Written by: Lesieli Savelio
On Tuesday, April 18, Chattanooga police arrested a man for making bomb threats near the Chattanooga Convention Center, according to a Chattanooga Times Free Press article.
Earlier that day, Southern Adventist University Admissions Counselors Jahnil Ancheta and Kayla Diaz were confronted by the alleged perpetrator — later identified by police as Kendal Lewis — while attending the SkillsUSA college fair at the convention center.
In an interview with the Accent, Ancheta and Diaz described the experience.
“An hour into the event, we noticed a man approaching our table,” Diaz said.
Lewis was wearing a big backpack and sunglasses and was smoking a cigarette, the counselors said.
Ancheta’s and Diaz’s booth was located toward the end of the hallway; Lewis had passed other people along the way and made threats in passing, according to the counselors. They said there was no security at the event.
“They were supposed to have security; it was in the contract, but they did not,” Ancheta said. “That was pretty concerning, especially with over one thousand high school and college students.”
According to the two counselors, Lewis stopped at their table and threatened them directly.
“He told us he had guns and a bomb and that he was going to blow up the convention center,” Diaz said. “He told us to pretend to be working and to not use our phones.”
The counselors said they were cornered. The doors behind them were locked, and there was nowhere to go. Another booth existed to their left, but no one was to their right.
“The people at the table next to us did not notice what was happening at first,” Diaz said, “It was not abnormal to see someone talking to us; that was the nature of the event.”
“He told us he had guns and a bomb and that he was going to blow up the convention center. He told us to pretend to be working and not to use our phones.”
The man held them there at their booth for six minutes, making threats, before they could leave.
“Those six minutes felt like an eternity,” Ancheta said. “I thought I might never see my kids again. It was scary.”
After those six minutes, Lewis placed his backpack on their table and told them it had a bomb inside; he also pulled out two phones and said one was the detonator.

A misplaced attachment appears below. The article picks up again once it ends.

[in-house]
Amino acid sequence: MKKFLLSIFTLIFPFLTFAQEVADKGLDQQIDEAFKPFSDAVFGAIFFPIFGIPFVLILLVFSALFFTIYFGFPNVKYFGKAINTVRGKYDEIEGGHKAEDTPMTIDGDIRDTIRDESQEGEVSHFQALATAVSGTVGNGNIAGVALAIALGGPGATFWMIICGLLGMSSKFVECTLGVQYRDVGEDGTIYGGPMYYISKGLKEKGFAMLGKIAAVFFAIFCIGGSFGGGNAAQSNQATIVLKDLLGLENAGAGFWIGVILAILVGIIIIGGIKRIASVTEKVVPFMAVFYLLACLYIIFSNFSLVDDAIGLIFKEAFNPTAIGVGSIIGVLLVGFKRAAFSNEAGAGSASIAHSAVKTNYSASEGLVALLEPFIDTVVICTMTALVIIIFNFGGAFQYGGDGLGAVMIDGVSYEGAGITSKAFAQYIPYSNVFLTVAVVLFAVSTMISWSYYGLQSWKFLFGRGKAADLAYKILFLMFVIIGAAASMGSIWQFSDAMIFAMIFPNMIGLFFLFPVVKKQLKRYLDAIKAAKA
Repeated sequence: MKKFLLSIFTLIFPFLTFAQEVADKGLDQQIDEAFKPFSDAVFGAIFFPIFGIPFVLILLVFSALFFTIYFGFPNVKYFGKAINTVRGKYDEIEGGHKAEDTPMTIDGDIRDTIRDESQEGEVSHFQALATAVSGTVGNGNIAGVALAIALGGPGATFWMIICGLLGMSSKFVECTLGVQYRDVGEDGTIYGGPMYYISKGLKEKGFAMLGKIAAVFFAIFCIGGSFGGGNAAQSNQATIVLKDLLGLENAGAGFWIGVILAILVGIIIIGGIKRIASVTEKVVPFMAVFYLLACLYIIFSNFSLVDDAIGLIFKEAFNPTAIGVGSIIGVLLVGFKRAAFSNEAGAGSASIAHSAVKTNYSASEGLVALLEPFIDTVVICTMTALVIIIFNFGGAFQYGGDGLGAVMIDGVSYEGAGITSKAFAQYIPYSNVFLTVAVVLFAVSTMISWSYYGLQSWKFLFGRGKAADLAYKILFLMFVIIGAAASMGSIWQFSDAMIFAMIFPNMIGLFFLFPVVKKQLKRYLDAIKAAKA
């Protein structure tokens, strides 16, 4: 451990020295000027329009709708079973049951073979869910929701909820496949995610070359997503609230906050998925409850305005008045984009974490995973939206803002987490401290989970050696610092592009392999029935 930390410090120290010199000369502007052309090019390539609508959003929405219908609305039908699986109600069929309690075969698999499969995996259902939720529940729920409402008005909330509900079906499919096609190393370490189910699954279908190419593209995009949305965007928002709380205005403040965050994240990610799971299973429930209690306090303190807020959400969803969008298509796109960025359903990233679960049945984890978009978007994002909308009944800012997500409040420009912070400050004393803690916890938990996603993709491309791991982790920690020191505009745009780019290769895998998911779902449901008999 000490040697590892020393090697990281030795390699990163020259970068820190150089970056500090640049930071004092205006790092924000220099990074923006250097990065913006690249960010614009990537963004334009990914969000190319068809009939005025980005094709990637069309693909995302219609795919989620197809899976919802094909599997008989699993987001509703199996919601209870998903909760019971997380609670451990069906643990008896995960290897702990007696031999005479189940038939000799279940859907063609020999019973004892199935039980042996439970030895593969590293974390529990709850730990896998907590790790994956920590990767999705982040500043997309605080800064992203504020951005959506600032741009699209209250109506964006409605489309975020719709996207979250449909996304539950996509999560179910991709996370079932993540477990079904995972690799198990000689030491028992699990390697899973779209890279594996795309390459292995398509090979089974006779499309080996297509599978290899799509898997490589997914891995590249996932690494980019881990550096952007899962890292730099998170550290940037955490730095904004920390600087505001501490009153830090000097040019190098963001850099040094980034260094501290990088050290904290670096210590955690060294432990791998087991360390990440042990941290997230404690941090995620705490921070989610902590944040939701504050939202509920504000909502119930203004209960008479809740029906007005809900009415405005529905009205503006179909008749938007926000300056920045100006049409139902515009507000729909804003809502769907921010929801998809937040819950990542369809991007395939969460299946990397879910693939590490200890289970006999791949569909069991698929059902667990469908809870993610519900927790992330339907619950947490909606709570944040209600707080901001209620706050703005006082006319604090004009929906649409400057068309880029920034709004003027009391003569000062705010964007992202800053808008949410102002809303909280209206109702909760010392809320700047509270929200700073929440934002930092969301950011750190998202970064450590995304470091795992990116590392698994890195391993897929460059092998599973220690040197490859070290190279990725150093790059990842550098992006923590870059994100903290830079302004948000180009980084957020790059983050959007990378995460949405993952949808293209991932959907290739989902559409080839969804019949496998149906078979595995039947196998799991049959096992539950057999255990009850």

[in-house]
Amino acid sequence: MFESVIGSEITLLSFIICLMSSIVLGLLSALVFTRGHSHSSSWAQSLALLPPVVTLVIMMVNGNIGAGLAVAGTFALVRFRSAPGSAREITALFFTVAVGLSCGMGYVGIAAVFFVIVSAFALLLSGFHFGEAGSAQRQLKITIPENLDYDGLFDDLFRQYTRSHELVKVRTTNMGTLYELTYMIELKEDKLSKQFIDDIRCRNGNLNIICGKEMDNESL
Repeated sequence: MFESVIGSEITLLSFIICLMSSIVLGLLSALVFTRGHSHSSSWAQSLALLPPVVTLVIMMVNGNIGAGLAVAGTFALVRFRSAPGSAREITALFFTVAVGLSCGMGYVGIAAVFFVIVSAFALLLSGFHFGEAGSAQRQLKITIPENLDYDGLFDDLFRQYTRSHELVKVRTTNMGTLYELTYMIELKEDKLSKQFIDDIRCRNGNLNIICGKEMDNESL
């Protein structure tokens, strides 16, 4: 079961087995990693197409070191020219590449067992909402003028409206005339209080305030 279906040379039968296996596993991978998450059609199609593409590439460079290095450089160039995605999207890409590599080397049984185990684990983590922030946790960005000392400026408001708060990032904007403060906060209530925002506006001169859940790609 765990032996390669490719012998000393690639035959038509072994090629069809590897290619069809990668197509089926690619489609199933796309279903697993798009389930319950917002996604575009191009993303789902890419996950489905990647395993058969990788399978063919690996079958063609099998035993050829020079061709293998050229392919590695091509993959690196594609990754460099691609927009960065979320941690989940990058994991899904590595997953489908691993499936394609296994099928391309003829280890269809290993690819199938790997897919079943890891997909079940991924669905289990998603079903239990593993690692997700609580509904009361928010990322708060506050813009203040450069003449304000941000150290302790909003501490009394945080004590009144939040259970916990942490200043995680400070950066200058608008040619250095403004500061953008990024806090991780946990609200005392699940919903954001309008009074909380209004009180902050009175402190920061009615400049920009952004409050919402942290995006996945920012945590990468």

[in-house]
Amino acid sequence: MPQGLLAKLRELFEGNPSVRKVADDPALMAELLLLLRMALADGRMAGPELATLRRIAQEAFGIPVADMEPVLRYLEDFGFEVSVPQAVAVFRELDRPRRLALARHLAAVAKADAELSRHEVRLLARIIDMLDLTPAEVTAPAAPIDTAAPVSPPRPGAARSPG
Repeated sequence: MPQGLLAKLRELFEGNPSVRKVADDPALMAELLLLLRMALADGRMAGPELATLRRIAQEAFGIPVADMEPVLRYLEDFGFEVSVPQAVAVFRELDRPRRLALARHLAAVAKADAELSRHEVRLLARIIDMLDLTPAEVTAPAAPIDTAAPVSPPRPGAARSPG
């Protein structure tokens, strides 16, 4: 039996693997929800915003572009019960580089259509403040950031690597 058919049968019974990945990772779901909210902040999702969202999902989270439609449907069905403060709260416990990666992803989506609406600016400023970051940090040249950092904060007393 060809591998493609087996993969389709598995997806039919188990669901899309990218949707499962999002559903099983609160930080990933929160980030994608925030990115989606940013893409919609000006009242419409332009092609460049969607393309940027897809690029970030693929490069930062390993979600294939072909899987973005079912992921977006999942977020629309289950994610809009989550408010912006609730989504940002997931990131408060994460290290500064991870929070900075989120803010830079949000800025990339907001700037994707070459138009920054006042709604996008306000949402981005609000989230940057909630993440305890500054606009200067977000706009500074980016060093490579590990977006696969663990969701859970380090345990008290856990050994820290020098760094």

“That was when I knew: ‘We have to go,’” Ancheta said. “Kayla told the people next to us, ‘This man is threatening to kill us; please get help.’”
At that point, sheriff deputies, who were recruiting at the event, started walking toward the counselors in response to the other threats Lewis had made in passing.
“We grabbed hands and ran into the bathroom since he was distracted by the [deputies],” Ancheta said. “That was the only place we could go.”
After 25 minutes, police alerted Ancheta and Diaz that the perpetrator had gotten away. They were then interviewed and told they could leave.
Later that afternoon, Lewis was arrested, and it was revealed that an explosives team found clothes, newspapers and other items in his bag, but no explosive materials, according to the Times Free Press article.
“The police called us, asked us for a description and told us they had arrested him,” Diaz said. “After that, victim services called us to communicate about next steps and court dates.”
According to News Channel 9, Lewis was “charged with terroristic threats, two counts of assault, disorderly conduct and possession of a controlled substance.”
Diaz attended a court hearing in June, but Lewis did not show. The counselors were told the charges could not be processed until he received a mental health assessment.
“I think the biggest takeaways from this situation are to be aware of your surroundings and to take people seriously,” Diaz said. “Things like this can happen anytime, anywhere. We found out after that he did not have explosives, but what if he did and we did not take him seriously? We could have died. Most importantly, [I learned] to not be afraid to seek help or go to therapy and prioritize mental health after this kind of experience.”